IBM Patents

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    For 23 years now, IBM has held the most patents out of any company. 
    I was asked to create a serie of 4 gifs for IBMblr (IBM Tumblr page), to highlight a few of the more innovative patents from the past year, and representing them in a fun way.
    Here they are, with related articles.
     
    Client: IBM
    Agency: Ogilvy New York
     
    My role: Illustration and motion design
    Art director: Eddie Pak
    Project manager: Ashley Holmes
     
    _February 2016
     
     
     
     
     
     
     

  • Creating machines that mimic the brain: 
    Super small yet perfectly poised to outthink chip technology as we know it: Patent No. 8977583 is a highly efficient chip that’s not only built to resemble the brain, but to behave in ways like one too. It all happens through (wait for it) neuromorphic and synaptronic computation – in other words, the actions of a million artificial nerve cells. With this tiny chip, we’ll be able to cram more cognition and processing power into small devices like phones, hearing aids and watches to make them think better, faster and on-the-fly like humans. 



     
     
     
     
     
     
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    Effective communications at international travel venues: 
    Attention all monolingual wanderlusters: IBM Patent No. 9015032 is here to make overseas travel a whole lot easier.
    How? First by identifying the languages it “hears” from microphones placed throughout the airport, then by translating flight info into these languages for display and PA announcements. Could this mean the end of mad gate dashes from airport bars worldwide? Probably not. Or should we say, probablement pas, osoraku arimasen, wahrscheinlich nicht, probablemente…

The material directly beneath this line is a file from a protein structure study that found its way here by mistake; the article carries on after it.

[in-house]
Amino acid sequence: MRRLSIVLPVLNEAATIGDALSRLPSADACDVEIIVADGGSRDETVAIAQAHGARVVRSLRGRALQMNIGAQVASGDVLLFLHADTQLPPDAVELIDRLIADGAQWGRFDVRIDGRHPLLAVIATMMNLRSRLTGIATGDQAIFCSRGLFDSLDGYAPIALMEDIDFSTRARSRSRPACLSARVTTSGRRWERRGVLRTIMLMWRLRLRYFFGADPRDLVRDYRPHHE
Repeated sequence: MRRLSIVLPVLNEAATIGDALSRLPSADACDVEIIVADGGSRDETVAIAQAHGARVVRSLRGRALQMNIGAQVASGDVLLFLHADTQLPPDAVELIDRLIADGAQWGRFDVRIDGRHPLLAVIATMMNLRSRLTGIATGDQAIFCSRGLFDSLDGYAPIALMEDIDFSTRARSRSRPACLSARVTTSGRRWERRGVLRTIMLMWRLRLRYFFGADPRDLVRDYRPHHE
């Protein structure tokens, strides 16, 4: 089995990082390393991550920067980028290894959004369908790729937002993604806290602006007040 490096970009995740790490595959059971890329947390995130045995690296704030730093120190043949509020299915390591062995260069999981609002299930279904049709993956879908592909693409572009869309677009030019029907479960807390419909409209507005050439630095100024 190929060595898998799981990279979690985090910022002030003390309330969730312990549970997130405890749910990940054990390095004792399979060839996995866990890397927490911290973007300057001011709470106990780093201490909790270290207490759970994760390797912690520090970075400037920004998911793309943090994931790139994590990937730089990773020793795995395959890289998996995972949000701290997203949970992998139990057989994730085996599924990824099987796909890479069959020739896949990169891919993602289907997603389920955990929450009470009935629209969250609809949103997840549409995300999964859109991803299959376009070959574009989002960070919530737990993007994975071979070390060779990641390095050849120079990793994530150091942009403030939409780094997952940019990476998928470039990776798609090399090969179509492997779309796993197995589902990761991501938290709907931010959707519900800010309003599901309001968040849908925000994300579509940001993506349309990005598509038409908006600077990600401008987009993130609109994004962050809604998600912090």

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    Helping machines understand emotion:
    In today’s cognitive era, machines can listen and talk back to us. But can they understand the emotional nuances of our conversations? You betcha – with IBM’s Patent No. 9117446. This system detects and assigns emotion to text in TTS (text to speech) applications, so machines can read and express emotion in response to what we say, how we say it, our facial expressions and body language.
     
     
     
     
     
     
     
     
     
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    Giving machines good judgment: 
    We’ve all been served up search results we weren’t sure about, whether they were for “the best tacos in town” or “how to tell if your dog has eaten chocolate.” With IBM Patent no. 9087304, you no longer have to second-guess the answers you’re given. This new tech helps cognitive machines find the best potential answers to your questions by thinking critically about the trustworthiness and accuracy of each source. Simply put, these machines can use their own judgment to separate the right information from wrong.
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